In addition, he said, outer space was facing the danger of “weaponization”. The prospect of the entry into force of the CTBT was “diluted”, and international arms control and disarmament was at a stalemate. The Conference on Disarmament remained paralyzed, making it impossible to start talks on such issues as a fissile material cut-off treaty and the prevention of an outer space arms race. Meanwhile, some negative developments added new destabilizing factors. Those developments included: adherence to the cold war mentality; pursuing unilateralism; advocating pre-emptive strategies; listing countries as targets for nuclear strikes and lowering the threshold of using nuclear weapons; and researching and developing new types of nuclear weapons for specific purposes. In that context, the Review Conference became the focus of attention. The international community was expecting States parties to reach broad consensus and coordinate actions so as to effectively meet the new challenges.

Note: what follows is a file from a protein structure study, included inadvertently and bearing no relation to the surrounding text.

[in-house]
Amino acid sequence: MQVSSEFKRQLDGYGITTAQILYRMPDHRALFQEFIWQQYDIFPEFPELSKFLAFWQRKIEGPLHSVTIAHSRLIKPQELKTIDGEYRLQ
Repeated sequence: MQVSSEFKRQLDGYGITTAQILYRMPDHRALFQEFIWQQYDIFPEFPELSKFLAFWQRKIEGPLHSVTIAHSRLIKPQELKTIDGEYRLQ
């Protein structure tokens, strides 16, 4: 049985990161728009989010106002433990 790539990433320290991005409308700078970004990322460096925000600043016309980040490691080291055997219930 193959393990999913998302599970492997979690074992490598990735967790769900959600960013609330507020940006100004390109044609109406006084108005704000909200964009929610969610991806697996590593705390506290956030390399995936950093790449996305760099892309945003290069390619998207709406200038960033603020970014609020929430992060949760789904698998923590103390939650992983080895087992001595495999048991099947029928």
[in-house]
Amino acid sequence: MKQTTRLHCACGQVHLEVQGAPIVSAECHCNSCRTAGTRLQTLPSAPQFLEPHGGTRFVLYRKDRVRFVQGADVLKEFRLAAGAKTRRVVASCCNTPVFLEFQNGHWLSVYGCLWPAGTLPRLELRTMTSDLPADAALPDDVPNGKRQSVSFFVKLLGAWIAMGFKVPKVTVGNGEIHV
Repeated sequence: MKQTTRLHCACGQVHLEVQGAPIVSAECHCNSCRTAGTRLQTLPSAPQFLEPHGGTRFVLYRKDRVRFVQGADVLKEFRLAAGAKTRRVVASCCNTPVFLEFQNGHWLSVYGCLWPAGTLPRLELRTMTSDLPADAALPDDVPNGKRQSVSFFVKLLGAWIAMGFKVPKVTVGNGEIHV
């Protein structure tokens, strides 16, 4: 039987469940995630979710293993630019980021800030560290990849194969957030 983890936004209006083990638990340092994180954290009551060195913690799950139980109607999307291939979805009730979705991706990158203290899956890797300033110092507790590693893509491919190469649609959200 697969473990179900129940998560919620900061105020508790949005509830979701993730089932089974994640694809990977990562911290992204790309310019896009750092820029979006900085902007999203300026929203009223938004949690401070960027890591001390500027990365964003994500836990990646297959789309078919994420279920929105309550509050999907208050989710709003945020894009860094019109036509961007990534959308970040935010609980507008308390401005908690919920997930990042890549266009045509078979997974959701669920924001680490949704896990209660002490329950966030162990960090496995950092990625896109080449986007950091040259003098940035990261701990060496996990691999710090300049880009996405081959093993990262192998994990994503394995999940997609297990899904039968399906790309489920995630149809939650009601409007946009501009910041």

Withstanding the test of time, the NPT had proven its indispensable value and function, he said. It had played an important role in preventing nuclear weapons proliferation, diminishing the nuclear peril, and maintaining international peace and security. Despite the challenges, the NPT still stood as the cornerstone of the international nuclear non-proliferation regime and a decisive instrument in safeguarding world peace and stability. Yet, in light of the latest developments, the international community must urgently take more pragmatic and concrete steps preserve and strengthen the Treaty’s universality and effectiveness. China had always advocated that all nuclear-weapon States should explicitly commit themselves to destroying nuclear weapons in a complete and thorough manner, and lower the role of those weapons in national security policies. The two countries with the largest nuclear arsenals should earnestly implement the Treaty they had concluded to reduce their nuclear weapons and further reduce their nuclear arsenals in a verifiable and irreversible manner.